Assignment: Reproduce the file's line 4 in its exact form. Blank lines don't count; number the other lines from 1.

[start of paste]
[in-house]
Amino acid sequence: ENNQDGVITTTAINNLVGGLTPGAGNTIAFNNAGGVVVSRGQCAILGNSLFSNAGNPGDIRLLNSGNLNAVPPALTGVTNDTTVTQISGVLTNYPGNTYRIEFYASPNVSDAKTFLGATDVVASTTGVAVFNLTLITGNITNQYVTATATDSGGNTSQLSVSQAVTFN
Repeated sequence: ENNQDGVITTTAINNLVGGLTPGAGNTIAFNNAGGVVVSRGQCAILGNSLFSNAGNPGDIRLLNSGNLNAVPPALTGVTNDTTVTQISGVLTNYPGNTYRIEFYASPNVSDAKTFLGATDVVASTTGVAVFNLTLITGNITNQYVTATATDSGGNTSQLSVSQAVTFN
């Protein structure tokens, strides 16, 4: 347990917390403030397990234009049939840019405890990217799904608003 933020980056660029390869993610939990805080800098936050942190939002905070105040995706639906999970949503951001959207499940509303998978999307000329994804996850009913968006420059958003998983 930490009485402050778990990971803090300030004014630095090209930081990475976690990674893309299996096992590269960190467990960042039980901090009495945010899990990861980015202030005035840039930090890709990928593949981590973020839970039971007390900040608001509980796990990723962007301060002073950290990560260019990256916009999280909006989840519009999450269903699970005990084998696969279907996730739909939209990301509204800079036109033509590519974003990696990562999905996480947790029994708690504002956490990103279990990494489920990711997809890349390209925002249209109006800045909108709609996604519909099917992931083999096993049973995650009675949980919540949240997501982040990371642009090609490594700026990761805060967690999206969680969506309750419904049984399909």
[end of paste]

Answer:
């Protein structure tokens, strides 16, 4: 347990917390403030397990234009049939840019405890990217799904608003 933020980056660029390869993610939990805080800098936050942190939002905070105040995706639906999970949503951001959207499940509303998978999307000329994804996850009913968006420059958003998983 930490009485402050778990990971803090300030004014630095090209930081990475976690990674893309299996096992590269960190467990960042039980901090009495945010899990990861980015202030005035840039930090890709990928593949981590973020839970039971007390900040608001509980796990990723962007301060002073950290990560260019990256916009999280909006989840519009999450269903699970005990084998696969279907996730739909939209990301509204800079036109033509590519974003990696990562999905996480947790029994708690504002956490990103279990990494489920990711997809890349390209925002249209109006800045909108709609996604519909099917992931083999096993049973995650009675949980919540949240997501982040990371642009090609490594700026990761805060967690999206969680969506309750419904049984399909």